The leader of a protest movement that has rocked Armenia called on May 1 for a pause in a campaign of civil disobedience while he seeks assurances that the ruling party will back him to be the next prime minister.
After a day of protests that blocked roads and railways and brought parts of the country to a standstill, a senior official with the ruling party hinted it may be willing to back Nikol Pashinyan when his candidacy for the premier’s job comes up for a vote in parliament next week.
That would signal a dramatic shift in power in Armenia and cause disquiet in Russia, which sees the ex-Soviet state as a strategic ally and does not want any changes that could pull the country out of its orbit.
Pashinyan, a 42-year-old former journalist who has spent time in jail on charges of fomenting unrest, said that on the face of it the ruling Republican Party was conceding defeat. But he said he needed to be certain it was not a ruse.
“Tomorrow, we will stage no actions,” Pashinyan, who has won a large following by accusing the ruling elite of corruption and cronyism, told tens of thousands of supporters gathered in a square in the capital, Yerevan.
“You will be resting tomorrow. We will be working in parliament and we will try to get the necessary guarantees that the statements made by the Republican party are true.”
He urged his supporters to listen out for further announcements, saying that if the talks did not go to plan, he may need to call them back out on to the streets.
“We should be vigilant,” he said.
On May 2, the head of the Republican Party in parliament, Vahram Baghdasaryan, told reporters that when lawmakers vote on who will fill the vacant prime minister post, his party will not put forward its own candidate.
He said it will back whoever is nominated. So far, Pashinyan is the only nominee. Baghdasaryan did not say explicitly, though, that this meant his party would back Pashinyan.
His party has already sown confusion over its intentions, saying last week it would not stop Pashinyan from becoming prime minister, and then opposing his candidacy when it was put to a vote in parliament on May 1.
The re-run of the vote is scheduled to take place on May 8. If parliament fails on the second attempt to choose a new prime minister, the legislature will be dissolved and early parliamentary elections called.
Armenia hosts a Russian military base and is nestled strategically between Turkey and energy exporter Azerbaijan, with which it has been in a state of conflict since the Soviet Union’s collapse.
Pashinyan says that if he comes to power, he will keep close ties with the Kremlin. But Moscow is wary that Armenia could go the same way as Ukraine, where an uprising in 2014 swept to power new leaders who moved their country closer to the West.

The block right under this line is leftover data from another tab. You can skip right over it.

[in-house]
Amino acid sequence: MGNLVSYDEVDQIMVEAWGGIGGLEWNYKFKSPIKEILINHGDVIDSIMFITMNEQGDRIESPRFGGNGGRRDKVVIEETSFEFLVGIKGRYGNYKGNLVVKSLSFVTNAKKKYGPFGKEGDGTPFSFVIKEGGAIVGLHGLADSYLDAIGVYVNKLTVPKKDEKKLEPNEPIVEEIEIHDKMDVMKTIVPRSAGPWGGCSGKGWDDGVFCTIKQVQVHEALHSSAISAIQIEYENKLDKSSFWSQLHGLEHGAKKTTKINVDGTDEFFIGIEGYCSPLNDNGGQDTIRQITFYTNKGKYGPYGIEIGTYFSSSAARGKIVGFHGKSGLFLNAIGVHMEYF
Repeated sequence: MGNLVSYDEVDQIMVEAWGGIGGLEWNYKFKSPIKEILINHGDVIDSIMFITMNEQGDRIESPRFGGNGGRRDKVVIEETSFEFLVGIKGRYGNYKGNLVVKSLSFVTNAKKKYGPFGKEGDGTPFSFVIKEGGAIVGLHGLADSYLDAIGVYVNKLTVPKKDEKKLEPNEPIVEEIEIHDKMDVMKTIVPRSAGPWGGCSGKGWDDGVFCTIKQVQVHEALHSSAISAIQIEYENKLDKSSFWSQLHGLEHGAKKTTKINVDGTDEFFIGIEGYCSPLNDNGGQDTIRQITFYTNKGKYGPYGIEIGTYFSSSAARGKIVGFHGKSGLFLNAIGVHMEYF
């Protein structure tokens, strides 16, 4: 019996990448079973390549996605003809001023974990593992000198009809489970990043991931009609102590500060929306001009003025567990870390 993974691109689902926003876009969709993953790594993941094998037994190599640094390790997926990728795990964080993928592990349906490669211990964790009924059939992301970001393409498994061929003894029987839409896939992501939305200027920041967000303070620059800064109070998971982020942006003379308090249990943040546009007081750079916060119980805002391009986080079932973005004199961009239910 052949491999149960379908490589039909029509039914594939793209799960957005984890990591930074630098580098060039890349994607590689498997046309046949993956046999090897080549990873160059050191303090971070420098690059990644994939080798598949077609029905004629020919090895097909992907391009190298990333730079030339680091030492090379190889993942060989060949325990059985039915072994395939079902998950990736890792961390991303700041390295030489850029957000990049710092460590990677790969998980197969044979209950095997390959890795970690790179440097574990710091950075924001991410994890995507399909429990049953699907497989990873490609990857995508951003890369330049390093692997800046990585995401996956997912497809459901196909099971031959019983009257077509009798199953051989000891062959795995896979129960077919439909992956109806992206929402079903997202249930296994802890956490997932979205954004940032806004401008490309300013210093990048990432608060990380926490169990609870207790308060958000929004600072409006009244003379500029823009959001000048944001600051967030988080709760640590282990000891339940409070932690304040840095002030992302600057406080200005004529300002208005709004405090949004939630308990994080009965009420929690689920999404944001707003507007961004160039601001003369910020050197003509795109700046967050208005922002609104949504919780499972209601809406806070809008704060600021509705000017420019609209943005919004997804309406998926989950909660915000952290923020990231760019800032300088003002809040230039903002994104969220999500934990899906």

The crisis in Armenia has pitted Pashinyan’s movement against a ruling elite that controls parliament and the security apparatus, and has Moscow’s backing.
Throughout May 2 in Yerevan all main streets were blocked by cars, minibuses and garbage bins. Protesters marched shouting “Nikol! Victory!” and waving flags and blowing horns. Police tried to persuade them to open roads, but did not use force.
In a sign of cracks in the ruling elite, acting Culture Minister Armen Amiryan resigned, according to his spokeswoman. She said protesters came to his ministry, and after meeting them he came outside and announced he was quitting.
By evening, blockades on roads outside the center of the capital had been lifted.
For most of the day, roads leading in and out of the capital were blocked, including the road to the international airport. A spokesman for the civil aviation authority said one flight had been cancelled. Residents and local media reported protests in several other cities in the country of three million people.
The national railway operator said it was forced to suspend some rail services because tracks were blocked.
The crisis was sparked when Armenia’s veteran leader Serzh Sarksyan, forbidden by the constitution from standing for a third term as president after a decade in office, tried to become prime minister last month.
His switch to the new job triggered protests by people who saw it as a cynical ploy to hang onto power, and he stepped down after just a week. The ruling elite has since dug in its heels and resisted ceding power to Pashinyan.
Not all Armenians back the protests. Some see Pashinyan as a demagogue who is trying to oust the country’s democratically elected leaders by whipping up public anger.
Reuters reporters witnessed two incidents in Yerevan when the drivers of vehicles remonstrated with protesters blocking their path.
“The country can’t exist like this. I couldn’t get to work today,” said Zhanna Petrosyan, a 56-year-old doctor.